They reiterated their desire for change in the Scottish game initiated by themselves and confirmed that Celtic's decision would not weaken their resolve stating 'the Scottish Super League remains determined to secure lasting change in the direction of the game in Scotland'. Their statement also referred to Celtic as 'fair-weather friends'.
Viewed from the sidelines it would seem Celtic have put themselves in a difficult position where their support for the Scottish League's proposal of a 14-12-12 league structure would require the support of at least one of the other Super League teams if the proposal is to be adopted on Thursday. Their decision supported by comments by Kevin Kelly, the club chairman, are tantamount to a game of bluff. 'It is inconceivable that any top league could be formed without Celtic,' Kelly said.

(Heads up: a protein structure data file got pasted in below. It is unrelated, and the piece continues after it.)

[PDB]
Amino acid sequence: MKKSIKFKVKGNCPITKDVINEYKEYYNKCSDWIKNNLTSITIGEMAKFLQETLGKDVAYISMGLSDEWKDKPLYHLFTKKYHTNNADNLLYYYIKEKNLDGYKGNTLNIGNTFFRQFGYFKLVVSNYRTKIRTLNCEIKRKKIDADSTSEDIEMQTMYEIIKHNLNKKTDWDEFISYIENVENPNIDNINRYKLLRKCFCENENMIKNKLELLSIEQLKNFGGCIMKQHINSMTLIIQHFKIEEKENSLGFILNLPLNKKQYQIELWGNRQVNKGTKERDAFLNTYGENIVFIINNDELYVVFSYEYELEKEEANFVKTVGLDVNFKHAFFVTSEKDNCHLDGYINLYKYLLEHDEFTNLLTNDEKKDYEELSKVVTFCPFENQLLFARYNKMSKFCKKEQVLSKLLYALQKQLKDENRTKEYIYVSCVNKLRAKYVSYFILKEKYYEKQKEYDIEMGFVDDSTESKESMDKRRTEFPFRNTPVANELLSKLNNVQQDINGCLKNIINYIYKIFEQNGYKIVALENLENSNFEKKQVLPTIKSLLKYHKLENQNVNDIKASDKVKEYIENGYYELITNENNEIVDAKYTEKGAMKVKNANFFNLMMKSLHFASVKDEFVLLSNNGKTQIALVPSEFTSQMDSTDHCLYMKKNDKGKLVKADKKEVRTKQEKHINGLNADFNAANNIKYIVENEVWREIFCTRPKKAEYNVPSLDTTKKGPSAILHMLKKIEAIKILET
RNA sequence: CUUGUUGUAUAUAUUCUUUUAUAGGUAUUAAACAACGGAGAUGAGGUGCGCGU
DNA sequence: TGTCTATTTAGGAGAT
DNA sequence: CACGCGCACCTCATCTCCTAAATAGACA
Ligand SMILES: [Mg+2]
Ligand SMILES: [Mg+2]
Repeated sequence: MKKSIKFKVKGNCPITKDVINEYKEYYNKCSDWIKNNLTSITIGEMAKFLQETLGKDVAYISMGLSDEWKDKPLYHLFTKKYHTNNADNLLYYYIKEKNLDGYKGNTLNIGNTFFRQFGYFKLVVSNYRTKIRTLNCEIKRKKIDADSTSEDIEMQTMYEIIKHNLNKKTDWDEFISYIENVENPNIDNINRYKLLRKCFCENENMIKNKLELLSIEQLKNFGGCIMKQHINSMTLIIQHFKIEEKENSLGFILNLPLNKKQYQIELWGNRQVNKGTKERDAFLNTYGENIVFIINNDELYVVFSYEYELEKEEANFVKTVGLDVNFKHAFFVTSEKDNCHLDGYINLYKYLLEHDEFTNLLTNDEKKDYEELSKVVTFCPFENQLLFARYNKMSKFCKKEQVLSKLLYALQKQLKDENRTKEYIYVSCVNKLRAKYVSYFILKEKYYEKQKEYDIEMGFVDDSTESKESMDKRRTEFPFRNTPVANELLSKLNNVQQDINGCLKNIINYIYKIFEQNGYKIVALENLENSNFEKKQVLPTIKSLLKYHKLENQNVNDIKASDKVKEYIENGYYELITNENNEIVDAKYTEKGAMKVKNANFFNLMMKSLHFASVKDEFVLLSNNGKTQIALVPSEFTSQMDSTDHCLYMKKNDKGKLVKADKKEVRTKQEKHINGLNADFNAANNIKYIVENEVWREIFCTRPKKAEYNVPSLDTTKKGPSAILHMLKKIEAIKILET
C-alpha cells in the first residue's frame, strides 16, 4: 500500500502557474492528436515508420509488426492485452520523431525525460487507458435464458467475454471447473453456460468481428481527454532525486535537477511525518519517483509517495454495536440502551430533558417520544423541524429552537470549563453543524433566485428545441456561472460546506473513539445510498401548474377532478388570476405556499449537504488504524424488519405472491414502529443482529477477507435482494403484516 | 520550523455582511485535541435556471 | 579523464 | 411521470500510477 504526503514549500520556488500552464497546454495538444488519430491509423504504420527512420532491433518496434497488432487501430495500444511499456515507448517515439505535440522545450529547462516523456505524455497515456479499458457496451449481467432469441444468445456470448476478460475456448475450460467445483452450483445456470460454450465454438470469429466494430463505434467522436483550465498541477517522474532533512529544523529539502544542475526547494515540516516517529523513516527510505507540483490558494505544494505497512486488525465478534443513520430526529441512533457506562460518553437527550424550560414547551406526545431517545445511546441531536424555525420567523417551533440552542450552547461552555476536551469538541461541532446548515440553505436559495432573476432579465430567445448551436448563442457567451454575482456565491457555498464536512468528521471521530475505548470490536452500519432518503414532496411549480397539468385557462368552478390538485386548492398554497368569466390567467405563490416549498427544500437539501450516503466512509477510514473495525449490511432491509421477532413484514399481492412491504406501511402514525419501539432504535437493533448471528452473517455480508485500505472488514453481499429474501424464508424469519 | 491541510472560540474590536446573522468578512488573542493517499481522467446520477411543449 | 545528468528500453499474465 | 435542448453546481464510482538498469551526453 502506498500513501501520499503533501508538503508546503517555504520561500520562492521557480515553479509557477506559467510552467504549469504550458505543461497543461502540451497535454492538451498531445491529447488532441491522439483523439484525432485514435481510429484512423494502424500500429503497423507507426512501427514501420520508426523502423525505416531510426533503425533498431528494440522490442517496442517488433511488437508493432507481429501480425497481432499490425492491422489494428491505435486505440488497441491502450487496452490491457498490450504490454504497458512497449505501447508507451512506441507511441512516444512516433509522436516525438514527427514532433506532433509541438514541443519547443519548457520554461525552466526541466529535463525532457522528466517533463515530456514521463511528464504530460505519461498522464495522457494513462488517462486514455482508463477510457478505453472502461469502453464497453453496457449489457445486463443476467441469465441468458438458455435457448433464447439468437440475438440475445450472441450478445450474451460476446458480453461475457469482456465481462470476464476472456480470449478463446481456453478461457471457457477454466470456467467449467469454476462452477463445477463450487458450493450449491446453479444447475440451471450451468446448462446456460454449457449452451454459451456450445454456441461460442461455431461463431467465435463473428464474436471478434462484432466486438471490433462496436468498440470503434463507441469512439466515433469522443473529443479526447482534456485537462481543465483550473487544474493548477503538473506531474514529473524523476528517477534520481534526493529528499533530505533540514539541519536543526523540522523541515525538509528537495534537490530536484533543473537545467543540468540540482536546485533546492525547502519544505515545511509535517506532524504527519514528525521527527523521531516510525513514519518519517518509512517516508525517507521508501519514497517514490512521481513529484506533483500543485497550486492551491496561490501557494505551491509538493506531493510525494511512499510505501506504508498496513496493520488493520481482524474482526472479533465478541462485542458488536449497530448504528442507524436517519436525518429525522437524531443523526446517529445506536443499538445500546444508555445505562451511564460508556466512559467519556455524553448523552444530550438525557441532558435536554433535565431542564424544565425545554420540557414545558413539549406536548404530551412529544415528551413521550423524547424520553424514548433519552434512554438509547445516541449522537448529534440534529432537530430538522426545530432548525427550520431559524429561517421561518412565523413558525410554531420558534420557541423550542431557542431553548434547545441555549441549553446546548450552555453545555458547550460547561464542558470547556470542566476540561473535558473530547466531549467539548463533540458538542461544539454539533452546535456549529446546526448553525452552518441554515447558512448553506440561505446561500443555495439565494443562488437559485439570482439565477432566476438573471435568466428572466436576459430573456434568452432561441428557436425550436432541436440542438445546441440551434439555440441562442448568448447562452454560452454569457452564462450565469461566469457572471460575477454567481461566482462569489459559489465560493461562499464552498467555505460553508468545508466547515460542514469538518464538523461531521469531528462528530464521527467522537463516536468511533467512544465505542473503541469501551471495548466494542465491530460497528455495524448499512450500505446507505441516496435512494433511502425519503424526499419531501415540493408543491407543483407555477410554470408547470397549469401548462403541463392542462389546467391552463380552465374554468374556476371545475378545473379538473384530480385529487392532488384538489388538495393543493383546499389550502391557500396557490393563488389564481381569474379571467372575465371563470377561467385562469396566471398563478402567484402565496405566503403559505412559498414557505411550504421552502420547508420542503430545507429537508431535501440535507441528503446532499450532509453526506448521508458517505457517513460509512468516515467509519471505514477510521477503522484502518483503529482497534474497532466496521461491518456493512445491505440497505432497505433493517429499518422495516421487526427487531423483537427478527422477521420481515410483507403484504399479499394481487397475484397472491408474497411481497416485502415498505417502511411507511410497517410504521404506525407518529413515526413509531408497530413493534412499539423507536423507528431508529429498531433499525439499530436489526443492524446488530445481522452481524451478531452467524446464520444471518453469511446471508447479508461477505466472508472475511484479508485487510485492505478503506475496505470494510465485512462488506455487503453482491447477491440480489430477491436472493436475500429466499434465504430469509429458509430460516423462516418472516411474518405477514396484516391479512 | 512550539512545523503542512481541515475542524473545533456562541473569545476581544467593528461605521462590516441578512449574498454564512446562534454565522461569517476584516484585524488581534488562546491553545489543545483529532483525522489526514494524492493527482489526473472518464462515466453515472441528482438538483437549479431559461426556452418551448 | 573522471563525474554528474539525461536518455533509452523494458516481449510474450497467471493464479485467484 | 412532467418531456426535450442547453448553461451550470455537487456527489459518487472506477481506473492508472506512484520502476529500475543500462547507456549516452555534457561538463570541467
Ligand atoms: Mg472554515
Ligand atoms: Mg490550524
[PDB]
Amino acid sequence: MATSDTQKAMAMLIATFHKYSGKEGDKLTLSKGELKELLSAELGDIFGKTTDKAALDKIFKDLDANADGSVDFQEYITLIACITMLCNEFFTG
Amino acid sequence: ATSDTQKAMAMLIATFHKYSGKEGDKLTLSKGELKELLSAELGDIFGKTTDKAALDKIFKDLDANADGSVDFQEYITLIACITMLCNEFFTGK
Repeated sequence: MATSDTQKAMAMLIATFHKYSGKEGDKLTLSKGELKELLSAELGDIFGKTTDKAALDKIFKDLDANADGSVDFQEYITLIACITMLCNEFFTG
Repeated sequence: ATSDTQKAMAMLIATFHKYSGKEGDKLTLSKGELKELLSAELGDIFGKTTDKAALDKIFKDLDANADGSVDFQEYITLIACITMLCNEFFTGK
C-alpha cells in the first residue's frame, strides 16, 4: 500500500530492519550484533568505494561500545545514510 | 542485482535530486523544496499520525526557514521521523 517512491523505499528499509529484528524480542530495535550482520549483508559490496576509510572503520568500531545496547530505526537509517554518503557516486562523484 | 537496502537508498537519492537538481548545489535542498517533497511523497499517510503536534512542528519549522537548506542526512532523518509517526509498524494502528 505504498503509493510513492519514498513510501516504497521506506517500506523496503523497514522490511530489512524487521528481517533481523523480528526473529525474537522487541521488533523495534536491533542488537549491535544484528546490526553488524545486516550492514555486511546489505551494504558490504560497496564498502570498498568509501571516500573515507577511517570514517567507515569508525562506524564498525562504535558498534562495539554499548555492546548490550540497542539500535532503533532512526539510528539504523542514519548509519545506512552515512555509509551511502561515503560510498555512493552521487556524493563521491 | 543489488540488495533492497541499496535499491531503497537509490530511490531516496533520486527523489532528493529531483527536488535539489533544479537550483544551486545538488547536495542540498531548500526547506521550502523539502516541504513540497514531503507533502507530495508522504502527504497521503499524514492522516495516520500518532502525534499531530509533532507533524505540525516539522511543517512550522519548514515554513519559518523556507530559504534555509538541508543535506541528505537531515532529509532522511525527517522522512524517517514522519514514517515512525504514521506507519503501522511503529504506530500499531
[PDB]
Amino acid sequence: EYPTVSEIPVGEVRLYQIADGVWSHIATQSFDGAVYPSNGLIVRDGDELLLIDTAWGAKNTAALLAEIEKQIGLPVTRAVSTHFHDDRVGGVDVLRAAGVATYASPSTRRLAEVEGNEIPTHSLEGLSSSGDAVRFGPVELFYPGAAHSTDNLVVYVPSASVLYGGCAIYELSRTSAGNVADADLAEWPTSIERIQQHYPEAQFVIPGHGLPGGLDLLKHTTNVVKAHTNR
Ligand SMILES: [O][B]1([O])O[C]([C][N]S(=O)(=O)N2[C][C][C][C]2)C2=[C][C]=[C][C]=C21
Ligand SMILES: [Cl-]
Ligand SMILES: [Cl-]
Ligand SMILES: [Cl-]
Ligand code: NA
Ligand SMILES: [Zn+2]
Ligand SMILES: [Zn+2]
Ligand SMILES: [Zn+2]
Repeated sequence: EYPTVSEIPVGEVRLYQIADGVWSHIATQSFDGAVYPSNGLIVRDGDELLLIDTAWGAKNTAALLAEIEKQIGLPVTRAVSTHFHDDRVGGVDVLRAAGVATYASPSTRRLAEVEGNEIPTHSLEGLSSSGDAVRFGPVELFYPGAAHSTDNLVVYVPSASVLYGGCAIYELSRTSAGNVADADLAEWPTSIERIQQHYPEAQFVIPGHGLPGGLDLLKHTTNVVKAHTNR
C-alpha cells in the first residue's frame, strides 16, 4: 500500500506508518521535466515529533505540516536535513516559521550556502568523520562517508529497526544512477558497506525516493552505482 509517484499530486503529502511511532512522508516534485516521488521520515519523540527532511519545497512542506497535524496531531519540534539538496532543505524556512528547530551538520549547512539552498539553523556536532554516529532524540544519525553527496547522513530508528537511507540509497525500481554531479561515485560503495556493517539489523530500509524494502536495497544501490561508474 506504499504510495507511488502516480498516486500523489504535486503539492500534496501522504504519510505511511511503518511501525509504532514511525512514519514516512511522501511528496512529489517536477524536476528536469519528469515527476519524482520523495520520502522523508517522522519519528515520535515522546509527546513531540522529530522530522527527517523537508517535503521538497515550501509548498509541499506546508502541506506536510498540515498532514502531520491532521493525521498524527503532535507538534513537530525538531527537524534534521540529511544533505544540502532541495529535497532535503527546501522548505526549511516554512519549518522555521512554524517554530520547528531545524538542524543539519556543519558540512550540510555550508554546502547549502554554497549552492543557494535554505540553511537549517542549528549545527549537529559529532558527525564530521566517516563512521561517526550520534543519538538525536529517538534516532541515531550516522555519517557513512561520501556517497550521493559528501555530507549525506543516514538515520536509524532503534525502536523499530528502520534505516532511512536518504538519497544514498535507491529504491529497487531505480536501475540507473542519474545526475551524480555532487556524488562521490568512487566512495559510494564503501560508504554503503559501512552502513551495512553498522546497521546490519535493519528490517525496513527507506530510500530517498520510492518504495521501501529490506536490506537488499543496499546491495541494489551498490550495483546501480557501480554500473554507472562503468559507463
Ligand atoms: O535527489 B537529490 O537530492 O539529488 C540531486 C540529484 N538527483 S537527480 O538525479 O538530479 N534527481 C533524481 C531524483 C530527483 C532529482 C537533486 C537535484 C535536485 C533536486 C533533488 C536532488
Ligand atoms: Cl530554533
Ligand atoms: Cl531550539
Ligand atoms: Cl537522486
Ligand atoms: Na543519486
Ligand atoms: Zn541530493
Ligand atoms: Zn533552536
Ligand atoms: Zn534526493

'The Scottish League proposal encompasses most of the criteria we were looking for and importantly it would be in place for the start of next season.'
Such is the Celtic confidence there remains a possibility that they have sounded out at least one other club to support their stand although they are also working on the assumption that the rest of the Scottish clubs will also vote in favour of the Scottish League.
Kelly pointed to altruistic reasons behind Celtic's decision. 'The majority of clubs in Scotland look to Celtic to do the decent thing for the good of the game,' he said.
Celtic's decision has angered the other Super League chairman. Ian Donald, of Aberdeen, said: 'Celtic have lost all credibility. If this is how they conduct business then they deserve all the criticism they get. I couldn't trust them again.'Reuse content